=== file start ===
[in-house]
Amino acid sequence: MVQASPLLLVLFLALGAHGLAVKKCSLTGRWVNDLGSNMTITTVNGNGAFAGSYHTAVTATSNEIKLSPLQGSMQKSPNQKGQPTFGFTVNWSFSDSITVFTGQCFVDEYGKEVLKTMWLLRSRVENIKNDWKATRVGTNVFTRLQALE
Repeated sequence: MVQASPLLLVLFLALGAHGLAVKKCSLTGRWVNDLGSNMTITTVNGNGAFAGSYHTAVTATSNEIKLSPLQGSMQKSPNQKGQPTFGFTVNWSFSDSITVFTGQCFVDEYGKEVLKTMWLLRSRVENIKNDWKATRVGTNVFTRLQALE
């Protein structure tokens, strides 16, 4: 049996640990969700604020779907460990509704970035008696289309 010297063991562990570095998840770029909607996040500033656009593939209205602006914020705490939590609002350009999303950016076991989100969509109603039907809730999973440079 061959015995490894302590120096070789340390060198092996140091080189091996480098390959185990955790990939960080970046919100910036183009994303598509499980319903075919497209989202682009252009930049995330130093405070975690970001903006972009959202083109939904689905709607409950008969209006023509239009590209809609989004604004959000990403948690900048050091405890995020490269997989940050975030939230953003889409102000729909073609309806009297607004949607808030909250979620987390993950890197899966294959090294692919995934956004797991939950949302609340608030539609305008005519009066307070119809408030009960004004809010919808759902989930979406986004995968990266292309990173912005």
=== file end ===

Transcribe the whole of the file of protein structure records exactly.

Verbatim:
[in-house]
Amino acid sequence: MVQASPLLLVLFLALGAHGLAVKKCSLTGRWVNDLGSNMTITTVNGNGAFAGSYHTAVTATSNEIKLSPLQGSMQKSPNQKGQPTFGFTVNWSFSDSITVFTGQCFVDEYGKEVLKTMWLLRSRVENIKNDWKATRVGTNVFTRLQALE
Repeated sequence: MVQASPLLLVLFLALGAHGLAVKKCSLTGRWVNDLGSNMTITTVNGNGAFAGSYHTAVTATSNEIKLSPLQGSMQKSPNQKGQPTFGFTVNWSFSDSITVFTGQCFVDEYGKEVLKTMWLLRSRVENIKNDWKATRVGTNVFTRLQALE
């Protein structure tokens, strides 16, 4: 049996640990969700604020779907460990509704970035008696289309 010297063991562990570095998840770029909607996040500033656009593939209205602006914020705490939590609002350009999303950016076991989100969509109603039907809730999973440079 061959015995490894302590120096070789340390060198092996140091080189091996480098390959185990955790990939960080970046919100910036183009994303598509499980319903075919497209989202682009252009930049995330130093405070975690970001903006972009959202083109939904689905709607409950008969209006023509239009590209809609989004604004959000990403948690900048050091405890995020490269997989940050975030939230953003889409102000729909073609309806009297607004949607808030909250979620987390993950890197899966294959090294692919995934956004797991939950949302609340608030539609305008005519009066307070119809408030009960004004809010919808759902989930979406986004995968990266292309990173912005």